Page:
Envy is insatiable. It will always drain the joy out of our lives. It will stab a hole in your soul a million times. And the worst part is as Rick Warren says, “envy is resenting God’s goodness to others and ignoring God’s goodness to me.” Notice in this chapter, the children all suffer. They even get named as a result of the sisters envying one another. There is no gratitude for these children and the gifts that they are. Envy sucks out gratitude. Don’t give thanks for your vacation by the lake; let’s envy the person who owns lake property. Don’t appreciate your apartment; but look at your colleague’s four-bedroom house. Just like in the Garden: Magnify the prohibitions. Minimize the provisions. So what will God do with these envious women?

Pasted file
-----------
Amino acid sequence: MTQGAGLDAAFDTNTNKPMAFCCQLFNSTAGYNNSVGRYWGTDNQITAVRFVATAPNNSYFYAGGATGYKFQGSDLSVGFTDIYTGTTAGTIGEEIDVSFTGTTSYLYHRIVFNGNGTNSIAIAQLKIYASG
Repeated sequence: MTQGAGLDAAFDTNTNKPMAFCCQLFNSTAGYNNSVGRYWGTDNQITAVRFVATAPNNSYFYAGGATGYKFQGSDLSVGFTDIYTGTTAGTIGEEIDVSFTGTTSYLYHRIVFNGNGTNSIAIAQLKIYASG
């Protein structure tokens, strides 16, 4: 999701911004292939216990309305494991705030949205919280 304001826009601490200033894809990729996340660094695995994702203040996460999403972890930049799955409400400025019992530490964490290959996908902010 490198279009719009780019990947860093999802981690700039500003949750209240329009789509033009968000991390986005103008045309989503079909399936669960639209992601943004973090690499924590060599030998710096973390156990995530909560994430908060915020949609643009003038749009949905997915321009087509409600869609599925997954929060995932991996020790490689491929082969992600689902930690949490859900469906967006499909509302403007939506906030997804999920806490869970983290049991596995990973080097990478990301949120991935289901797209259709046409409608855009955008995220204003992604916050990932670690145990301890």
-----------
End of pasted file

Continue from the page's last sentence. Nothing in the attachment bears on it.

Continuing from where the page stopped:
II. There is more grace in God’s heart than envy in ours (Gen. 30:17-24)

Notice God’s name being thrown around this chapter as a way to get these women what they wanted because of their envy. God was being used, just like Jacob was, their children were, to help these women feel better about themselves. So how will God respond to all of this scheming? All of this jealousy? All of this polygamous mess? Look at Gen. 30:17: “God listened to Leah.” Look down at Gen. 30:22: “Then God remembered Rachel and God listened to her.” God moves toward these women in grace.